9 months to reach maturity
This plant has a mild fragrance
More images of Leek 'Musselburgh'
Leek 'Musselburgh' Overview
Allium ampeloprasum var. porrum 'Musselburgh' is a heritage cultivar of the broadleaf wild leak, this traditionally popular vegetable is winter hardy and produces thick white tasty stems which can be harvested from Nov. through until Feb. Commonly known as Leeks, they are biennials which are grown for their long fleshy stems and strong taste ideal for adding to soups, stews and casseroles or eaten raw as part of a salad. Leek 'Musselburgh' can be sown into seed trays, under glass in late winter and transplant after the last frosts for the best results. As the stems start to grow and mature they can be blanched by mounding up dry soil around them. Your tasty stalks should be ready to be harvested in early autumn, throughout winter and into early spring.
Common problems with Leek 'Musselburgh'
How to harvest Leek 'Musselburgh'
Gently lift stems with a folk as and when required.
How to propagate Leek 'Musselburgh'
Sow into seed trays in early Spring and transplant into beds once seedlings are roughly as thick as a pencil. Plant out by making a hole bigger than the seedling, place it into the hole and watering it in - do not fill with soil or firm it in. This way, the roots will spread out as the plant grows and protect it more from toppling in the wind as it gets taller. Direct sowing : after the last frost, sow seeds thinly, 2.5cm (1") apart into drills approx. 0.5cm (1/4") deep, with each drill spaced 15cm (6") apart. Cover the seeds with sifted soil, firm the soil down and water in. Germination should occur within 14 to 21 days and is usually very good. Seedlings will need to be thinned out to leave plants 10cm (4") apart.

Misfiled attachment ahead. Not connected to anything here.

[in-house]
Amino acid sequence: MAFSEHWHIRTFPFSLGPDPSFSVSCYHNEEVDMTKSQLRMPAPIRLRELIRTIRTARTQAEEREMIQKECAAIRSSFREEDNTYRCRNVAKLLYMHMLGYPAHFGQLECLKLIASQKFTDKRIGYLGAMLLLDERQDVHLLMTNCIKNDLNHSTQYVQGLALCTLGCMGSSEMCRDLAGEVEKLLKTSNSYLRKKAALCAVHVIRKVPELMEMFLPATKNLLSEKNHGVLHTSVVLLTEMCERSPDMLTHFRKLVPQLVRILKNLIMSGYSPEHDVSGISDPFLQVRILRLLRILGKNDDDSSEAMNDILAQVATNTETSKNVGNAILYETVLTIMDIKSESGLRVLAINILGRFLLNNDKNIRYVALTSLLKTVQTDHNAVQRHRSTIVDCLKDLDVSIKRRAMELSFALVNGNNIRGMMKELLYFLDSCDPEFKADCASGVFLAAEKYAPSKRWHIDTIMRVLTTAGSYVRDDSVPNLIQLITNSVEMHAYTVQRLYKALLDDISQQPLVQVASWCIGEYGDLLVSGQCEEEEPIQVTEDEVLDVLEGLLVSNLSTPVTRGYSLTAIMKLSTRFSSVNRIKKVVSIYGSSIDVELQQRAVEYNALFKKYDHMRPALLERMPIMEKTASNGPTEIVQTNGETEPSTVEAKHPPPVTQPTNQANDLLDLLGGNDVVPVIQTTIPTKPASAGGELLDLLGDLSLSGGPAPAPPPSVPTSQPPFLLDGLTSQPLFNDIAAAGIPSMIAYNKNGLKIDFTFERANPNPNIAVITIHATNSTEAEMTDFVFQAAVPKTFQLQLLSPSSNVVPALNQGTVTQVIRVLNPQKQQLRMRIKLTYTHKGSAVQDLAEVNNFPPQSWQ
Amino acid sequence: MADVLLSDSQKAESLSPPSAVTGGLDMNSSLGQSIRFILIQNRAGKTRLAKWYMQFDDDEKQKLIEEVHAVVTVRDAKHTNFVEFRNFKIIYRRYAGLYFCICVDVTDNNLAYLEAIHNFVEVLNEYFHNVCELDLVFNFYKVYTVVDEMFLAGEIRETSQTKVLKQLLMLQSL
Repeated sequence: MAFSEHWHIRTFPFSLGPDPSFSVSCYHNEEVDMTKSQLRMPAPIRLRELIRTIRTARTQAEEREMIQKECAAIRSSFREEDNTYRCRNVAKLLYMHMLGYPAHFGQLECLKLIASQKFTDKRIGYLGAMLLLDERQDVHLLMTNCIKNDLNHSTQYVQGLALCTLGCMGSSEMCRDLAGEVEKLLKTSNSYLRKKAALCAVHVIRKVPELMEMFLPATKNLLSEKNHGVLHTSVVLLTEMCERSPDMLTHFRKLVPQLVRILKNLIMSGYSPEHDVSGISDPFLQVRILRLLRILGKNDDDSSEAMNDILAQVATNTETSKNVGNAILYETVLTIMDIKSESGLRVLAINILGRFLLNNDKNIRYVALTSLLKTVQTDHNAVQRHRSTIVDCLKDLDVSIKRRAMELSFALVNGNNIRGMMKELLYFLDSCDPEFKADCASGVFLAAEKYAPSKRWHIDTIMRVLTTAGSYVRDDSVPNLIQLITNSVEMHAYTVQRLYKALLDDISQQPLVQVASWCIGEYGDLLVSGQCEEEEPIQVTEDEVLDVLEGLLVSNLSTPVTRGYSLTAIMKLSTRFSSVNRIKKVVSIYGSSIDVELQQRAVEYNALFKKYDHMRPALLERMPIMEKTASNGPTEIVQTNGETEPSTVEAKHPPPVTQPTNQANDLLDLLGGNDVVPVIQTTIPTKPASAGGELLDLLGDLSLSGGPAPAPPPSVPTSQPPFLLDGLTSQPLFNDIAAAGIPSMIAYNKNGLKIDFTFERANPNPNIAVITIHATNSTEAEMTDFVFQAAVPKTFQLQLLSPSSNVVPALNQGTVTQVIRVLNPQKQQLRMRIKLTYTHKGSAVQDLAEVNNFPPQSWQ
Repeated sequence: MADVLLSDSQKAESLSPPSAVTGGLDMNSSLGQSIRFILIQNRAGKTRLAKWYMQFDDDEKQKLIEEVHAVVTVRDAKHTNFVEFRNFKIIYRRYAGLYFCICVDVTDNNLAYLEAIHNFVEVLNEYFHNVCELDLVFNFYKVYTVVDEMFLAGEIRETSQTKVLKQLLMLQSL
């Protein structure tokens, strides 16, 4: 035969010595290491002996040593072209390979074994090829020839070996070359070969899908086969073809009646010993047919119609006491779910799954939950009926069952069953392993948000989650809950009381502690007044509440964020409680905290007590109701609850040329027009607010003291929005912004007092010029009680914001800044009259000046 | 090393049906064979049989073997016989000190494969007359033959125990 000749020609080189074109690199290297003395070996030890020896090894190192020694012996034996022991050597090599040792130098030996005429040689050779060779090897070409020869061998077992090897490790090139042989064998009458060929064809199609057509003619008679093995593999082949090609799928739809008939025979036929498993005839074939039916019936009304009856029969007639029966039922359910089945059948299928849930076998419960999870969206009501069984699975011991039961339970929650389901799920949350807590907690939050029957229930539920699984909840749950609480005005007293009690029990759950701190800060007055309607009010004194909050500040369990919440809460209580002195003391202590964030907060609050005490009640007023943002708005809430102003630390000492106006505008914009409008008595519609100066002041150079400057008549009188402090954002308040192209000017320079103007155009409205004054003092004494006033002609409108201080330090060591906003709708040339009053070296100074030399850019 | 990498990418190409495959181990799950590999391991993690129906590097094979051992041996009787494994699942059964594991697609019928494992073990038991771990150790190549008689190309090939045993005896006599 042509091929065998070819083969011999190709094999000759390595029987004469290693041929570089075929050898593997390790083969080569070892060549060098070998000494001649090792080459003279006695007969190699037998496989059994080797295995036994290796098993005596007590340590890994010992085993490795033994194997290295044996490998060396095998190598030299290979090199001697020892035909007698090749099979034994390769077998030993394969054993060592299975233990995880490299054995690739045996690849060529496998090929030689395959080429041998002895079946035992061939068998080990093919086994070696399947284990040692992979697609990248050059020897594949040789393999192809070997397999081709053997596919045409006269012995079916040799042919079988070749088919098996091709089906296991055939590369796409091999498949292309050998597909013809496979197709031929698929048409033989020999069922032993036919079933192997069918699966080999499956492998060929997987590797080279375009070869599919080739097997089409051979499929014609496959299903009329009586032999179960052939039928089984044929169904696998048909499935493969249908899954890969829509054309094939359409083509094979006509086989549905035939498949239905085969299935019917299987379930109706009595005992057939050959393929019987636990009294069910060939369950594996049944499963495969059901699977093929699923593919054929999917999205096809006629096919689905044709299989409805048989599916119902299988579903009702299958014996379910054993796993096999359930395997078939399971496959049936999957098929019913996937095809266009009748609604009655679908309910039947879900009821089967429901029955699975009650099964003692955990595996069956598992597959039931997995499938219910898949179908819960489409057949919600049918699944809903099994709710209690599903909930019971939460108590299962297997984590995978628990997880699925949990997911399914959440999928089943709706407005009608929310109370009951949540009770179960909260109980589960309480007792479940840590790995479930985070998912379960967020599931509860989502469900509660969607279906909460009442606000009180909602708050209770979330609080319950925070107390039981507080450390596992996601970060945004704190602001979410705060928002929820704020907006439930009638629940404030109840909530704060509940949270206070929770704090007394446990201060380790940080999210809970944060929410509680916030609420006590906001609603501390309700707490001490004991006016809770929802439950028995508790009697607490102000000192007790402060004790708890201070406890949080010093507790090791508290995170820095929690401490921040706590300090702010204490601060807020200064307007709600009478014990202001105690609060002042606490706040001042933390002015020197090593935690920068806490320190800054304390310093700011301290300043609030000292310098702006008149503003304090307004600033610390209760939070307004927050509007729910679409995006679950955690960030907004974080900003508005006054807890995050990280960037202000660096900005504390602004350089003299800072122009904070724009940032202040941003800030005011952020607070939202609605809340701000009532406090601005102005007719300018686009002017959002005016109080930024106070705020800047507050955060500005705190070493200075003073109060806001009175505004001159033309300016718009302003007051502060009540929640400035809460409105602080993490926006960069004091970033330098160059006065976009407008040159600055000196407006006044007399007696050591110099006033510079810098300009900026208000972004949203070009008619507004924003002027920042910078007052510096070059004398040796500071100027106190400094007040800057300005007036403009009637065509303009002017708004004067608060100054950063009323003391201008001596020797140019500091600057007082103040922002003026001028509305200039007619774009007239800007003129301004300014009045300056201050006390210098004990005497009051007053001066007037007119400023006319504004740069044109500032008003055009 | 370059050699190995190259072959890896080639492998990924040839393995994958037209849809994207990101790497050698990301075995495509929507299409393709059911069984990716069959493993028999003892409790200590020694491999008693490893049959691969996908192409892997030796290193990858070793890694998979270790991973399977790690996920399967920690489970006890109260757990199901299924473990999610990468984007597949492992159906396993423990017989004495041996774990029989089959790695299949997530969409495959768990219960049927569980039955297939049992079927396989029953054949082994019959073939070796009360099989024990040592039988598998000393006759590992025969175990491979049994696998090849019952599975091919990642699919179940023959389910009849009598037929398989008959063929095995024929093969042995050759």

Special features of Leek 'Musselburgh'
Plant in beds that have previously been used to grow lettuce, cabbages or peas.
Other uses of Leek 'Musselburgh'
Culinary. One of the oldest known vegetables with archaeological evidence of it being grown in Mesopotamia as far back as 2000 BCE. Leeks are one of the national symbols of Wales. The story goes that in 640 A.D, King Cadwallader and his Welsh fighters wore the plant on their hats to distinguish themselves from the enemy Saxons and won the battle. In Hebrew, the word for 'leek' is 'karti' which is a pun on another Hebrew word 'yikartu', which means 'to be cut off'. So a Jewish tradition is to eat leeks at Rosh Hashanah to symbolize a wish for enemies to be 'cut off'.
Used in a variety of cuisines dishes.